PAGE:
Rose book another gamble
Pete Rose admits he's still wagering at the racetrack, which could put Bud Selig in a difficult position.
The epilogue of "Pete Rose: My Prison Without Bars" contains the following admission from baseball's Hit King:
- "I still enjoy gambling at the racetrack, which has always been my favorite pastime. But I've learned to distinguish between the legal and the illegal bets, which is what got me into trouble in the first place. There is a difference between 'getting' into trouble and 'staying' in trouble."
For a man who's looking to return from a lifetime ban that's approaching 15 years, Rose is not making commissioner Bud Selig's decision on reinstatement any easier.
It's a little like an alcoholic saying light beer is OK.
But reinstatement is not Charlie Hustle's ultimate goal.
ESPN The Magazine's Tim Kurkjian wrote last November that reinstatement for Rose "would be the equivalent of hitting a single."
Rose, who's fifth on the Reds' all-time list for wins as a manager, wants to resume filling out lineup cards, flashing signals and striding to the mound to lift another pitcher.
The question looms: Is Rose's continued gambling a deal-breaker for his return to baseball in any capacity.
A source told ESPN.com's Jayson Stark that Rose's wagering is a significant concern to Major League Baseball.
One thing is clear in Rose's "prison." He is a man still conflicted by what he calls his "risk-craving behavior."
Rose reveals he's a lifetime sufferer of Attention Deficit Hyperactivity Disorder, which is thought to be caused in part by a chemical imbalance in the brain.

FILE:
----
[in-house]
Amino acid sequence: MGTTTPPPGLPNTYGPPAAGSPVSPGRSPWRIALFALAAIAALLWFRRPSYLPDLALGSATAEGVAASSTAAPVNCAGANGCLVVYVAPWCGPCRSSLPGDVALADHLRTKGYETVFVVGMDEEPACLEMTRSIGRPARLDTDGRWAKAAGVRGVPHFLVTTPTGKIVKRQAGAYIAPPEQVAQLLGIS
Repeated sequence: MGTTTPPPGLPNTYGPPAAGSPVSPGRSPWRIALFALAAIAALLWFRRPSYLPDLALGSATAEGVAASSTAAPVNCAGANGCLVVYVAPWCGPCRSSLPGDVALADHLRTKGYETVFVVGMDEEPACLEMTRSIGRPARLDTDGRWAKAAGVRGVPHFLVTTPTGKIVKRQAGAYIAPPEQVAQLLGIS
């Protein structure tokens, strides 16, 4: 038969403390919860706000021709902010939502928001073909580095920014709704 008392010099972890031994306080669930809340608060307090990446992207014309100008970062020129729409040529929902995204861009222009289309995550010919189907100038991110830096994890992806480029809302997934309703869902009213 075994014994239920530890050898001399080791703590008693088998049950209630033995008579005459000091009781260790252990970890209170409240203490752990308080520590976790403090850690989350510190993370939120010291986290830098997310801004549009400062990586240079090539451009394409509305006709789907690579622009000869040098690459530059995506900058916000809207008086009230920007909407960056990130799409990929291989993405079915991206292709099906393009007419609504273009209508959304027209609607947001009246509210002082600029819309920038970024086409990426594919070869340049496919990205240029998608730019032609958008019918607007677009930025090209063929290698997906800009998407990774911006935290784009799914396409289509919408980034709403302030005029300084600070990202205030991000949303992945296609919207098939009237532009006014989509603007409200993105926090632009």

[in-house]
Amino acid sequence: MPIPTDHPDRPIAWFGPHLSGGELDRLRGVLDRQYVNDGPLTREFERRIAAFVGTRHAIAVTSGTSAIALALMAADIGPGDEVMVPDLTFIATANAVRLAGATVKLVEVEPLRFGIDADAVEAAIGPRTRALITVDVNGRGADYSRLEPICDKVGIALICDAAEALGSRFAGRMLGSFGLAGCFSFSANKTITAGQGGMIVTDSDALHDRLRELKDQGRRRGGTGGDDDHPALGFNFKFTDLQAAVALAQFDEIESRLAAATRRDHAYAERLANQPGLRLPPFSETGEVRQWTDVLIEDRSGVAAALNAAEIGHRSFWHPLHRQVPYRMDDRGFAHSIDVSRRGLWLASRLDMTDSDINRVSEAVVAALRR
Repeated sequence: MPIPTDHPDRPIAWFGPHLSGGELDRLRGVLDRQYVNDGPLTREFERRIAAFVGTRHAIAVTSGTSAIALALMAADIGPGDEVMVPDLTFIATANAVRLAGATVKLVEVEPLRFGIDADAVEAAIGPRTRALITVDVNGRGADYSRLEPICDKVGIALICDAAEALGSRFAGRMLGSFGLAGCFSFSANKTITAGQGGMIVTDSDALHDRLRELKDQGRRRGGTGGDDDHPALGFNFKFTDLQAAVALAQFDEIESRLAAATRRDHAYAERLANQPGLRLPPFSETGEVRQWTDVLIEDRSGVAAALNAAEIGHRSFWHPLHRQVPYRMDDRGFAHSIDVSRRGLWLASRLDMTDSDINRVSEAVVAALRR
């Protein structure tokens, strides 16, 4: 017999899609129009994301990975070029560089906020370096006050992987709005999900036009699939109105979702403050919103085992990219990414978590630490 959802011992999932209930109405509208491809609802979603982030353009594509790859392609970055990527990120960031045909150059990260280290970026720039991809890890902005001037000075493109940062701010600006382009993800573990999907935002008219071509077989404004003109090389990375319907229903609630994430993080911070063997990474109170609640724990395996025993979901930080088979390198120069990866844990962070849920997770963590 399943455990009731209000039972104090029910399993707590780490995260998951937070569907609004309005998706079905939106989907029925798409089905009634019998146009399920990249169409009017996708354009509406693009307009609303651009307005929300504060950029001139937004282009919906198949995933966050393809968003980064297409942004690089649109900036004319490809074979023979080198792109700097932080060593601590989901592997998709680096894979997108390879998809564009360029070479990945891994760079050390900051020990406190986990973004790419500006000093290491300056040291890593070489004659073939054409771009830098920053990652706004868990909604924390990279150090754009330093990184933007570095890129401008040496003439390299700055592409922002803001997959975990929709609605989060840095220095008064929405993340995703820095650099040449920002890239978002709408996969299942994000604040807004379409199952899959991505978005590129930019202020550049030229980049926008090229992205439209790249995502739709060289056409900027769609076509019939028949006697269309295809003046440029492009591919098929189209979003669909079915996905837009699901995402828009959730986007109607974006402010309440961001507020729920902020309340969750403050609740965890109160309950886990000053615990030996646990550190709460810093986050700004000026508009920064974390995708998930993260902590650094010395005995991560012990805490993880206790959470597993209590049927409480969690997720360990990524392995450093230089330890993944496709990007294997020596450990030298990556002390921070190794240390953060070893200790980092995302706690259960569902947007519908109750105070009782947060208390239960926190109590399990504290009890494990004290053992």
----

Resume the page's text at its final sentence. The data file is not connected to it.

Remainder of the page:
Chapter 15 opens with Rose recounting the inspirational struggle of Jim Eisenreich, a 15-year major-league veteran who battled Tourette's syndrome, another neurological disorder caused by a chemical imbalance.
Rose also recalls watching a TV program about celebrities and addictions. He writes about seeing similarities in his own life with other athletes, politicians and entertainers who have suffered from forms of addiction and obsessive-compulsive behavior.
- "They all had obsessive habits that caused setbacks in their lives -- just like me," Rose writes. "But they all had something I didn't have. During the course of their TV interviews, Jamie Lee Curtis, Tom Arnold and Ann Richards each talked about the importance of 'hope' -- something I was deprived of by Baseball's lifetime ban. They all said hope gave them the strength to carry on. Despite their problems or mistakes, Tom Arnold, Jamie Lee Curtis, Robert Downey Jr. and Winona Ryder were still allowed to make movies. Ann Richards was still involved in politics. Pat Summerall returned to television after recovering from alcoholism. Even Marv Albert returned to the broadcast booth with NBC after his brush with the law. They were all allowed to resume work in their individual professions. But I was not allowed to step foot on a baseball field. Banned for life without the possibility of parole. I had no hope."
"I should have had the opportunity to get help," he writes, "but baseball had no fancy rehab for gamblers like they do for drug addicts."
Which bring us back to whether he should be allowed back in the game.
Before this week, all signs pointed to the Hit King becoming eligible for the Hall of Fame in the next two years.
That may still be the case. As for trying to stretch his reinstatement all the way back to a major-league dugout, Charlie Hustle appears to have stumbled badly rounding first.
Scott Ridge is the baseball editor at ESPN.com.